Continuing with the theme of his work Renaissance Perspectives in Literature and the Visual Arts, Murray Roston applies to a later period the same critical principle: that for each generation there exists a central complex of inherited ideas and urgent contemporary concerns to which each creative artist and writer responds in his or her own way. Roston demonstrates that what emerges is not a fixed or monolithic pattern for each generation but a dynamic series of responses to shared challenges. The book relates leading English writers and literary modes to contemporary developments in architecture, painting, and sculpture. "A sumptuous book. . . . Clearly and gracefully written and cogently argued, Roston's admirable achievement is of paramount significance to literary studies, to cultural and art history, and to aesthetics. . . . Outstanding."--Choice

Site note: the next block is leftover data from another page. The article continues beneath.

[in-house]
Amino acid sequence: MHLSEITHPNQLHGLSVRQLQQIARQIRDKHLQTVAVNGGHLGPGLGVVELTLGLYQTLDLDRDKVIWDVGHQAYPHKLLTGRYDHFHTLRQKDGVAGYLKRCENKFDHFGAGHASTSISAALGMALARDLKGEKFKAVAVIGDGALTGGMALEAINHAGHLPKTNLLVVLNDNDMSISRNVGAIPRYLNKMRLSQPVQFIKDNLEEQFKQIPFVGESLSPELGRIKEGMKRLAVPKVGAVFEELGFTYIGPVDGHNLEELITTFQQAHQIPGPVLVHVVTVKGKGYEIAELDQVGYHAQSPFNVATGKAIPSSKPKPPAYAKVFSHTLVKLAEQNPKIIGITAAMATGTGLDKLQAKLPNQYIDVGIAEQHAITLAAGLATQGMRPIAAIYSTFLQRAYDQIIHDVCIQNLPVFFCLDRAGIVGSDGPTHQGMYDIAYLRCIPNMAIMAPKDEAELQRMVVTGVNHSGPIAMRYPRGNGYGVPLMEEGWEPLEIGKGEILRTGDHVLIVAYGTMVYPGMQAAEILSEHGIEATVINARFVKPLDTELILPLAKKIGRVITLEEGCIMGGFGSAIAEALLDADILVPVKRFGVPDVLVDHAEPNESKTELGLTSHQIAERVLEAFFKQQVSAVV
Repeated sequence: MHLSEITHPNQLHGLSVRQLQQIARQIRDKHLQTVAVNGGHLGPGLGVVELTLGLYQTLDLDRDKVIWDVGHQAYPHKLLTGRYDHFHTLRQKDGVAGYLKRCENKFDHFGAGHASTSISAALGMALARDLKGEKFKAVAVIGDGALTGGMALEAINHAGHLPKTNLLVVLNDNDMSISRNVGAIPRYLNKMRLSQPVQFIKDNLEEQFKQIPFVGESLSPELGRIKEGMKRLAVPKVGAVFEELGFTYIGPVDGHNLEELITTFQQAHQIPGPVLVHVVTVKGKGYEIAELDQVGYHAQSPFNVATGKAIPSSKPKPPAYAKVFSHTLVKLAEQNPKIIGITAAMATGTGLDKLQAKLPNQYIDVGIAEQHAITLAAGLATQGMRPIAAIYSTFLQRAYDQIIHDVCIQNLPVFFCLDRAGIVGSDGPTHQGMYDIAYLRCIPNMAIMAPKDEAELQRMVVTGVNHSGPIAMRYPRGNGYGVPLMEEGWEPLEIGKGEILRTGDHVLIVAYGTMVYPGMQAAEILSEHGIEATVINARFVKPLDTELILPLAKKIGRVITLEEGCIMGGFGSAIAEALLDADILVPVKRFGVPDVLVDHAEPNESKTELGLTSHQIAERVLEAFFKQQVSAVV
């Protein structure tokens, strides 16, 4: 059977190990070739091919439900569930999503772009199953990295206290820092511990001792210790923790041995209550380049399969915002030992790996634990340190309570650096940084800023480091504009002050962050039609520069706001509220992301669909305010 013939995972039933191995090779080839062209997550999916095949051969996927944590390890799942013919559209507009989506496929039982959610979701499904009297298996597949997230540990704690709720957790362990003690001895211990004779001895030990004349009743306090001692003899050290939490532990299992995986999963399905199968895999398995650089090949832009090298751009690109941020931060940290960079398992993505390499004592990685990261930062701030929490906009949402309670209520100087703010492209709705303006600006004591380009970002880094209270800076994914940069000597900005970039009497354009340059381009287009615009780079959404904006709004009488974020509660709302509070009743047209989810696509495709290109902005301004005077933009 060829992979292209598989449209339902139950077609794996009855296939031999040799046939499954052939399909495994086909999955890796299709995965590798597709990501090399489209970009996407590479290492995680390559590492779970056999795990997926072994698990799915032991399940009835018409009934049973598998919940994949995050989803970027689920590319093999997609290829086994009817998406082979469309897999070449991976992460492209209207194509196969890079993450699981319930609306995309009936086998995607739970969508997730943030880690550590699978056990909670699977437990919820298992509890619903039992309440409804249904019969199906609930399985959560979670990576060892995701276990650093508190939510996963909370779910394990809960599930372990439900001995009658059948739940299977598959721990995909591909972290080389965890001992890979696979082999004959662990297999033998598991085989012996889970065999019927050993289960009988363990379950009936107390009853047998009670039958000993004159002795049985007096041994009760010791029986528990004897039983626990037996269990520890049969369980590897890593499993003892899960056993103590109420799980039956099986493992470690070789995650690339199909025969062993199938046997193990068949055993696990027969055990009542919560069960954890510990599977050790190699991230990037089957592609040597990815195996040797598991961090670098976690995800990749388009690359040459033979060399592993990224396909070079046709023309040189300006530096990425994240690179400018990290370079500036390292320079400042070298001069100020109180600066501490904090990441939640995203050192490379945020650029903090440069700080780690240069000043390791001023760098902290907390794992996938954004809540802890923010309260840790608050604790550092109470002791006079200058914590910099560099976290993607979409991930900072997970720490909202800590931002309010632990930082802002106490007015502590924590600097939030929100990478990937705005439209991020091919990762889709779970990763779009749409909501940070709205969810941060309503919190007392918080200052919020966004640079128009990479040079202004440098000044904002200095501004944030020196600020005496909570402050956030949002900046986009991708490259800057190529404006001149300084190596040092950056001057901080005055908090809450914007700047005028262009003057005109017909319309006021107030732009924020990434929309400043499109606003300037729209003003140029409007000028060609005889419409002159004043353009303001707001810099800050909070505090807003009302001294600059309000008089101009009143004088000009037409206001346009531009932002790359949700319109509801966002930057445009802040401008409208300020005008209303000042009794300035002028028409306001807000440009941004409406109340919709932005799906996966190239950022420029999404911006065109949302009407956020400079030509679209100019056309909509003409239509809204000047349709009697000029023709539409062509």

Originally published in 1992.
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